Tag Archives: Recovery from Emotional Abuse

The Narcissistic Parent’s Psychological Warfare: Parentifying, Idealizing and Scapegoating, Julie L. Hall

Lacking a moral compass or the ability to act selflessly, narcissist parents create devastating havoc and damage in the lives of their kids. Unlike emotionally mature parents whose priority is to meet their children’s needs, support their healthy development, and respect and nurture their individual identities, narcissist parents put their own needs first and do not recognize their children as separate individuals.

https://www.huffpost.com/entry/the-narcissist-parents-psychological-warfare-parentifying_b_59124c7de4b0e070cad709df

New Page-Resources: For Stolen Children & Erased Families

Love has never been conquered, not even by the greatest army.” – Matshono Dhliwayo

Resources page providing support for children who were stolen from a loving parent and family, as well as erased families separated by family by court corruption, Kids For Cash scams, Court Licensed Abuse, Medical Kidnapping, Domestic Violence by Proxy, Parental Alienation, CPS Corruption or Kidnapping:

9 Tips For Healing From Narcissistic Abuse

“If you’ve recently ended a toxic relationship with someone with narcissistic traits, you’re likely dealing with plenty of hurt and confusion.

Even when you know, deep down, that you weren’t to blame, believing this is often another story entirely.

Wondering what you could have done differently to prevent abuse or help your loved one address their issues can add to your emotional turmoil.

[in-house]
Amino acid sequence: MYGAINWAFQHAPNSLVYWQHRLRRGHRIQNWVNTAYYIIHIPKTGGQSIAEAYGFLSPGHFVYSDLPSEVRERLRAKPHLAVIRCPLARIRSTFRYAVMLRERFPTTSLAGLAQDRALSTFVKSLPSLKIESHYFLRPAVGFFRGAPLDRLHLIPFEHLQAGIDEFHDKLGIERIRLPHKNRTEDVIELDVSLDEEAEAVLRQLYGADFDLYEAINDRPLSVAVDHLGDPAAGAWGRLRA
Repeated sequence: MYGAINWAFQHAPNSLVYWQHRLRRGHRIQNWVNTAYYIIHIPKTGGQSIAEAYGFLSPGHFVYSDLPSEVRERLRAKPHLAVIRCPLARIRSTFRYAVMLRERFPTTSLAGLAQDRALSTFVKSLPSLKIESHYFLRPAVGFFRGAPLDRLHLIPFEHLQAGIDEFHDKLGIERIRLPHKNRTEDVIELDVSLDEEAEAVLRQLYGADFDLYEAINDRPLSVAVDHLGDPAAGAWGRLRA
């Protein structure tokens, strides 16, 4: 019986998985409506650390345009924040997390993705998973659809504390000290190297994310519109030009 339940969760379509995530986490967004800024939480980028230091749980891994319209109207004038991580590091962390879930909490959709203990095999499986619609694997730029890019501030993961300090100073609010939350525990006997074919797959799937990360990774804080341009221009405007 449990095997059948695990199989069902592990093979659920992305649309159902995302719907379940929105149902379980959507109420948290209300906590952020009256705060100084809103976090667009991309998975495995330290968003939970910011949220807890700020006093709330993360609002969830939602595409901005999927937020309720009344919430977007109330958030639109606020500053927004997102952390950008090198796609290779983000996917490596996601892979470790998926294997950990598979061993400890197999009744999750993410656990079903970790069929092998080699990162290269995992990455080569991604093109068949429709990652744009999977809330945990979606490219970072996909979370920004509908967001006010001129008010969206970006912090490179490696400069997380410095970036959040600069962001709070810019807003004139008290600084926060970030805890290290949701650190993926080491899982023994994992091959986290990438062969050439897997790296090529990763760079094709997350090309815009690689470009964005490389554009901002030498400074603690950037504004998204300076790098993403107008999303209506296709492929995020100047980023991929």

Toxic relationships also share some similarities with addiction, explains Ellen Biros, a therapist in Suwanee, Georgia, who specializes in helping people recover from abusive relationships.”

https://www.healthline.com/health/mental-health/9-tips-for-narcissistic-abuse-recovery#emotions

Healing After Narcissistic Abuse & “Unpacking” Your Core, Online Seminar w/ Dr. Ramani Durvasula, 8/14/21

Saturday, August 14, 2021, 1-4 PM CDT

When we think about narcissistic abuse, recovery is impacted by numerous processes – it’s not just about the frustrations, hurts, traumas, and emotional abuse that occurs within these relationships, but a much deeper iceberg – legacy issues, self-blame, shame, trauma bonds, and lots of dissonance. ….This workshop will provide an overview of and deep dive into these “core issues,” link these to the vulnerabilities to narcissism and high conflict personality styles, as well as how they impact healing, recovering, and getting stuck in these relationships. This workshop will also take on a sort of 5-part life map that guides you through the areas of life that are affected by narcissistic abuse, how to address these areas of your life, and consider them whether you are still in the relationship, are no longer in the relationships, or aren’t sure what to do. … I do hope you can join this workshop – there will be a brief overview of the patterns observed in narcissistic abuse survivors, dynamics inherent in these relationships, a review of family roles and risk factors for narcissistic relationships and then an introduction to the CORE model and the 5-part life map as a way of understanding some of the root issues to help you navigate, survive, recover, and hopefully avoid these relationships in the future.”

https://www.eventbrite.com/e/healing-after-narcissistic-relationships-unpacking-your-core-tickets-163951666849?fbclid=IwAR1ENajL0srjflv0cZ8Lq4OJISzav54dVsK89L8KmHD3gc5uW8WKtnl8_Yk

The Gift Of The Scapegoat, Lisa Nadig